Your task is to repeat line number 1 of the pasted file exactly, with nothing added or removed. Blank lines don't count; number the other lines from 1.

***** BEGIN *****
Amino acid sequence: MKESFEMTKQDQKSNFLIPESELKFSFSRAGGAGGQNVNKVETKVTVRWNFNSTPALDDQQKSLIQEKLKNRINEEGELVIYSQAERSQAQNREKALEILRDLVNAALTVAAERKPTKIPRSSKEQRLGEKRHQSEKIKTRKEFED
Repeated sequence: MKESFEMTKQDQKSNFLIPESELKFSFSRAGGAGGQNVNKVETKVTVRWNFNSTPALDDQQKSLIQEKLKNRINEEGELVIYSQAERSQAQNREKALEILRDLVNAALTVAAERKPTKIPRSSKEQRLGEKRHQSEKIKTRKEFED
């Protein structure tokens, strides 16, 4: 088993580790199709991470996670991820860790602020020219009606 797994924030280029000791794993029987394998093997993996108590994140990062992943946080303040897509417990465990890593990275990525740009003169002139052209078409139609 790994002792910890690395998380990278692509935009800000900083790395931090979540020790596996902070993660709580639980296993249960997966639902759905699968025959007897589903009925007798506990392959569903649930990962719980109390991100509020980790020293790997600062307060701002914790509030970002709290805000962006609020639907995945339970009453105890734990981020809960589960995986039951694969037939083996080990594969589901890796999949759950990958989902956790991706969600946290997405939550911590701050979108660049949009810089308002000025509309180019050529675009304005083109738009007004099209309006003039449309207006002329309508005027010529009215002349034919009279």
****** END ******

Amino acid sequence: MKESFEMTKQDQKSNFLIPESELKFSFSRAGGAGGQNVNKVETKVTVRWNFNSTPALDDQQKSLIQEKLKNRINEEGELVIYSQAERSQAQNREKALEILRDLVNAALTVAAERKPTKIPRSSKEQRLGEKRHQSEKIKTRKEFED